Automotive supplier BorgWarner opens a high-tech lab at its Technical Center in Noblesville, IN.
The new lab enables the company to develop, build, test and validate prototypes of its electric product portfolio under one roof. This will create cost synergies, increase cross-functional collaboration and improve efficiency throughout the product development and testing process, BorgWarner says.
The 40,000-sq.-ft. (3,700-sq.-m) lab will focus on the development of motors and power electronics for the light-vehicle and commercial-vehicle markets. View this video: https://www.youtube.com/watch?v=74leJq6Yfeo
The facility expands BorgWarner’s hybrid and electric capabilities by providing a space where real-world conditions can be generated, and updates can be made to move the industry’s most advanced technologies in a shortened timeframe, the company says.
Engineers will be able to build, calibrate and test electric propulsion systems for quick feedback to design and analysis teams. Housing the entire range of engineering and development disciplines together in one location will reduce downtime during the design process and foster greater collaboration.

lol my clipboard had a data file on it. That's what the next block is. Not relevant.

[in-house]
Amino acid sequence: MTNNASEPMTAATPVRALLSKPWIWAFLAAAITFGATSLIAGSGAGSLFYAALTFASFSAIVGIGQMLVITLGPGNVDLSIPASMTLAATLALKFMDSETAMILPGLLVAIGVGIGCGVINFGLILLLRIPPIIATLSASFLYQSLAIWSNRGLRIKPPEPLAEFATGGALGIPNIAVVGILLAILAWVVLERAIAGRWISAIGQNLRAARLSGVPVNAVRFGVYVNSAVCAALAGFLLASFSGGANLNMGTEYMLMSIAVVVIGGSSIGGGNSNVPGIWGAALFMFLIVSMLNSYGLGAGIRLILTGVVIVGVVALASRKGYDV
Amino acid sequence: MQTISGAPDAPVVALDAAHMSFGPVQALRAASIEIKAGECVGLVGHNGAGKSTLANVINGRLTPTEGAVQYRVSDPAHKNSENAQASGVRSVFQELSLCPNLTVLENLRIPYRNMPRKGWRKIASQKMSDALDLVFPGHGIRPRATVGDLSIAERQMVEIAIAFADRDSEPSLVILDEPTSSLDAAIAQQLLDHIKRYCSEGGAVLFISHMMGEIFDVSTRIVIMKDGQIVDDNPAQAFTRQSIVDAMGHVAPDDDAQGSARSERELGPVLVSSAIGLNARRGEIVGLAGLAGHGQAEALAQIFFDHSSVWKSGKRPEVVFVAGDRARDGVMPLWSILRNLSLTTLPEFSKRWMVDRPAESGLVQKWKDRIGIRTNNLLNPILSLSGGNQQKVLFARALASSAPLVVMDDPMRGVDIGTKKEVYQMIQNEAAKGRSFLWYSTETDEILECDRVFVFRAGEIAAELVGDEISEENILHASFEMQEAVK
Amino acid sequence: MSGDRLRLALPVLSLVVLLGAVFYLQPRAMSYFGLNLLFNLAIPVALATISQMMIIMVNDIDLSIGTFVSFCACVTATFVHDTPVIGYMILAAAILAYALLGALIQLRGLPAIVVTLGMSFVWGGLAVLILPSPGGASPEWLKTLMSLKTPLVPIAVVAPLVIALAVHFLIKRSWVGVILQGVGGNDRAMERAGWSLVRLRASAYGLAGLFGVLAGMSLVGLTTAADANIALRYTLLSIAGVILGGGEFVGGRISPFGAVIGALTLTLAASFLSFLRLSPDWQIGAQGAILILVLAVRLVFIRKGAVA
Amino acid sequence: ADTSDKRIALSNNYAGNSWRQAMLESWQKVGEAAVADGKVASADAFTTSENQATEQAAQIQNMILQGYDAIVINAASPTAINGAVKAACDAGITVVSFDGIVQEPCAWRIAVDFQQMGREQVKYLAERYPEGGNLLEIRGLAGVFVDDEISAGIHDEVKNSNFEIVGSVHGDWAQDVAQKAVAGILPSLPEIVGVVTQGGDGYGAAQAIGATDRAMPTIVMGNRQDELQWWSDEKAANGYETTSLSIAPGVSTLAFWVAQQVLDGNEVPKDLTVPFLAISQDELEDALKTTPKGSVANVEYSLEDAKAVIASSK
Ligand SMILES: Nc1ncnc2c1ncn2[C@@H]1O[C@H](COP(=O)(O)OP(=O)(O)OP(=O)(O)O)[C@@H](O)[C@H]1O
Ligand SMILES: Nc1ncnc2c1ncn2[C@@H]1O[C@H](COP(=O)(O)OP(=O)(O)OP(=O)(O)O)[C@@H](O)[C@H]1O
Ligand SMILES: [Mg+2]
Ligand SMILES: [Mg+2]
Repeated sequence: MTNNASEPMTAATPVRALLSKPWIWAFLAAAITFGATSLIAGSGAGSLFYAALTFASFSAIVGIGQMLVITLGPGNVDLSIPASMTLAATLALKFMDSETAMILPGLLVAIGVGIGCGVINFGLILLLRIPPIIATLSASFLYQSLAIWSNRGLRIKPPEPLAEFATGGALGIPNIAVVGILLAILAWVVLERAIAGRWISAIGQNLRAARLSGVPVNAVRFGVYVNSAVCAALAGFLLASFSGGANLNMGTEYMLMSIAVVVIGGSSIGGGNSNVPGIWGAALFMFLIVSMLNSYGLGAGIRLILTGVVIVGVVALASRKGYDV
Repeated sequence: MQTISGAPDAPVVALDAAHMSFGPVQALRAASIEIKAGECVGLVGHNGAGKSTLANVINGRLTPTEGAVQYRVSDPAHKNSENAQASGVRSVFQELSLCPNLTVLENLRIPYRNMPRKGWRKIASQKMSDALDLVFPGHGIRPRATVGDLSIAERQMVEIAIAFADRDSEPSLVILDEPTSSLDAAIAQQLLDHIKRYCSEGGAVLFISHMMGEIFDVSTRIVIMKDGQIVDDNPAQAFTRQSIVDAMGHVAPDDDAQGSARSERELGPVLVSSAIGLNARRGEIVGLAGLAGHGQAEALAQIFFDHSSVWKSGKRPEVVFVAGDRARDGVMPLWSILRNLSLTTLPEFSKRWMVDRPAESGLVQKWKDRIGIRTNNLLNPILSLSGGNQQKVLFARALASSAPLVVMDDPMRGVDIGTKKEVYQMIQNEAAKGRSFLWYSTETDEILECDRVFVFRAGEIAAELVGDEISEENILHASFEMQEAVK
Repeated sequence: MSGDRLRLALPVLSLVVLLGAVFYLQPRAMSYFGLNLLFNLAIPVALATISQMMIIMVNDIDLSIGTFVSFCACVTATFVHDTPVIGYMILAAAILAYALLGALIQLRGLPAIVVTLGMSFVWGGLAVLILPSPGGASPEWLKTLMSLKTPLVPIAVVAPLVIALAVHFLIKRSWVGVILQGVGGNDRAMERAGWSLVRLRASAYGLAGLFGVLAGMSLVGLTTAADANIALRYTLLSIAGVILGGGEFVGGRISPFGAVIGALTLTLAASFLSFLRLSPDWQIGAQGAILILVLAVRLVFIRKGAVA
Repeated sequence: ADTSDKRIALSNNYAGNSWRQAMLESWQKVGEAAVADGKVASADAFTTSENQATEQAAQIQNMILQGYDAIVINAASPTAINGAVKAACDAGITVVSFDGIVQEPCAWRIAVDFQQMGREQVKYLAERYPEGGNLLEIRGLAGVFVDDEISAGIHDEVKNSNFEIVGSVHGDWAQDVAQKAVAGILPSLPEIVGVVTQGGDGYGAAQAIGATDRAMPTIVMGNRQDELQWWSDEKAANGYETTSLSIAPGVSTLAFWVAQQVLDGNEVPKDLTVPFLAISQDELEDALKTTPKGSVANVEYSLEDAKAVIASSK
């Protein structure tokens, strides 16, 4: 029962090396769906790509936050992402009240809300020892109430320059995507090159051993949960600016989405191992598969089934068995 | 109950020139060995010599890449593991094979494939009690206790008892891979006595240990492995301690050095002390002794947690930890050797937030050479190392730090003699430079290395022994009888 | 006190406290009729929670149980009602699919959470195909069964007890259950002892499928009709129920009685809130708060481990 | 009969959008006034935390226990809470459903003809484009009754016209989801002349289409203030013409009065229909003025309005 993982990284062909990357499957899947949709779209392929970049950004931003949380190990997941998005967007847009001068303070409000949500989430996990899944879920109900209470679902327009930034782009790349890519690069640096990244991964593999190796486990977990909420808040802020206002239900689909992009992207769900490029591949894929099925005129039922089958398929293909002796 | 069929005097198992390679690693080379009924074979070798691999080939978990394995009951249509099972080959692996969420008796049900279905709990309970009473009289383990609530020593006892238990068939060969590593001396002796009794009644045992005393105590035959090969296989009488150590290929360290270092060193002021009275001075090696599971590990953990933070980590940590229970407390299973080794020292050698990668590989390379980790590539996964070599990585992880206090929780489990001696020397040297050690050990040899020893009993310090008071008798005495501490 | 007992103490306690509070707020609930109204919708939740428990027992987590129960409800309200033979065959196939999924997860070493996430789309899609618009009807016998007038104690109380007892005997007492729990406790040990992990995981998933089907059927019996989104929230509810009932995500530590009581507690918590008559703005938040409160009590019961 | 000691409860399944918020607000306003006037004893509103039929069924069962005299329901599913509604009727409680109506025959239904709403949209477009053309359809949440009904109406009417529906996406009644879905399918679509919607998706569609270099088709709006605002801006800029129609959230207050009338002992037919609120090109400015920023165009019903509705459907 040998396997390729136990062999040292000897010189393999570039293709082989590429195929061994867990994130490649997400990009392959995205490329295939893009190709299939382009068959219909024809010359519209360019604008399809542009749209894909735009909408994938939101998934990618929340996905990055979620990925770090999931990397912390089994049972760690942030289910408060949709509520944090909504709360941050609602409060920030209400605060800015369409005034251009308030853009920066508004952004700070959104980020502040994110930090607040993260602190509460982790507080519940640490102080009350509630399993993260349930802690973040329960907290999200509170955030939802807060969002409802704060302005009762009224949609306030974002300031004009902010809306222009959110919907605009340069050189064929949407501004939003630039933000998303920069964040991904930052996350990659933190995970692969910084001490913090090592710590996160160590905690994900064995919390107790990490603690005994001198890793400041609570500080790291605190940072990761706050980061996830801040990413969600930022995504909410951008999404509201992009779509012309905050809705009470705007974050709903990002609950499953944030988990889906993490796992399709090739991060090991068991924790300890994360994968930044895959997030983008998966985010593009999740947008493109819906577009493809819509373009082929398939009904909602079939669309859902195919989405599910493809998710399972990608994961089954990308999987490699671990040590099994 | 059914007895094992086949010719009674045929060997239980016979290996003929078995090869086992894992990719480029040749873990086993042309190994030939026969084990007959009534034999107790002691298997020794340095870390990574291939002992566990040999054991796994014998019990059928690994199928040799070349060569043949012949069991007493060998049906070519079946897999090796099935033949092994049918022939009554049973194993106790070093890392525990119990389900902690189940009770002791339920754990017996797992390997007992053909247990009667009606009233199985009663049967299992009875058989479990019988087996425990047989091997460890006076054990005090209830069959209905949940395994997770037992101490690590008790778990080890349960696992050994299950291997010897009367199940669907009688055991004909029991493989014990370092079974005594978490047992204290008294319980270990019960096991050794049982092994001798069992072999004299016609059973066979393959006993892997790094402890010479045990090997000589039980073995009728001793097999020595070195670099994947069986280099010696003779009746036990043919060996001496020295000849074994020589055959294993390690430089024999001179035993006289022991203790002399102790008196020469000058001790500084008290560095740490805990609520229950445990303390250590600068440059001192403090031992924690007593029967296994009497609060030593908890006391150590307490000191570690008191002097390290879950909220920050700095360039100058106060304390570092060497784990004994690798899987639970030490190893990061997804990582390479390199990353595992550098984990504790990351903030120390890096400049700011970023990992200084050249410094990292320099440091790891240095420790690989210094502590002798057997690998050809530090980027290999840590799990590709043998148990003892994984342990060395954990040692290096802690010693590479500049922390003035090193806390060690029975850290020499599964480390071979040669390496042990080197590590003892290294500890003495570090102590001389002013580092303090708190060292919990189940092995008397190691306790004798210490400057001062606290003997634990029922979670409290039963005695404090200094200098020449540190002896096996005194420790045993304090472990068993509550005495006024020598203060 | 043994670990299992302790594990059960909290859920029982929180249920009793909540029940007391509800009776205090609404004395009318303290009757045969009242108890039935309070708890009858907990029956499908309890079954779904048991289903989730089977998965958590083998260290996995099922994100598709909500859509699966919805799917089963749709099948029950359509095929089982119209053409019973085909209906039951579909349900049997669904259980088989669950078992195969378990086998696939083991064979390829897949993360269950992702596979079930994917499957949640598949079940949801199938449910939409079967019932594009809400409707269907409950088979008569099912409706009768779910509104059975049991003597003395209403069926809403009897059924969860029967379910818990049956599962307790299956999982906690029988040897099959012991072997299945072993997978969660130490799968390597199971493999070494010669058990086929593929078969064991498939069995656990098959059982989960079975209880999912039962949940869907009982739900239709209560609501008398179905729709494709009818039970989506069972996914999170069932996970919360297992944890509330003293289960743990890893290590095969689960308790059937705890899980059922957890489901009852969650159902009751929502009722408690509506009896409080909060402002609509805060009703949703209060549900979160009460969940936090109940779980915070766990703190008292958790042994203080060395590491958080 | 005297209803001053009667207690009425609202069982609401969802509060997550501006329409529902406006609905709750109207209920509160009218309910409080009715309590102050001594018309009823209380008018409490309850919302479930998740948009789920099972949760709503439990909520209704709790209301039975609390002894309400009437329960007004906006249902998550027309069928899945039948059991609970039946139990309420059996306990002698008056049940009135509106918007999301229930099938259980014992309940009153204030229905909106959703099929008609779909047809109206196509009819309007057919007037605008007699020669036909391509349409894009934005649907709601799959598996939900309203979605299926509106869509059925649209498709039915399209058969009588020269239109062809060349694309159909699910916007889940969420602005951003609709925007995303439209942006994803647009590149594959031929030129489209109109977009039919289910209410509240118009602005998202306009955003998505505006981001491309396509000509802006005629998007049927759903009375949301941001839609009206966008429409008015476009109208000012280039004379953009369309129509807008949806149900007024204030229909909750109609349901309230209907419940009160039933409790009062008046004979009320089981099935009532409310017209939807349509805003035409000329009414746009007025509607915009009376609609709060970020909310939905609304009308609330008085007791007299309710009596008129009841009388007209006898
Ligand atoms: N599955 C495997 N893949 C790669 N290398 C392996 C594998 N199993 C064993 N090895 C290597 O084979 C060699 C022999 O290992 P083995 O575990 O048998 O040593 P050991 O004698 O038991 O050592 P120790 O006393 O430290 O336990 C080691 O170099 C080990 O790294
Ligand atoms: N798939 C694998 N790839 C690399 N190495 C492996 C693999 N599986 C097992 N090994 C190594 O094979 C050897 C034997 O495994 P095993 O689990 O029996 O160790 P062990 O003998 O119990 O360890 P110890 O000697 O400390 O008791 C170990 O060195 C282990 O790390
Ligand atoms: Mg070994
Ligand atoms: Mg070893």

“Having engineering, testing and prototype together under one roof is a competitive advantage as we move toward a highly technical and electrified future,” says Stefan Demmerle, president and general manager-BorgWarner PowerDrive Systems.
“The ability to streamline processes and improve design collaboration and responsiveness amongst engineering and prototyping will be reflected in future technologies developed at Noblesville.”
The lab is designed to maximize space utilization. All non-critical equipment such as high-voltage cabinets, isolation transformers and battery simulators share an equipment platform, reserving space on the main floor for additional test cells. The interior walls are modular, allowing for quick and easy layout changes creating an agile building infrastructure for the future, BorgWarner says.
The facility is equipped with motor manufacturing equipment including wire formers, slot liner insertion, wire insertion, laser welding, varnishing and end-of-line testing. This enables the prototype phase to emulate the production process and uncover lessons that can be transferred to the manufacturing plant responsible for mass production, the company says.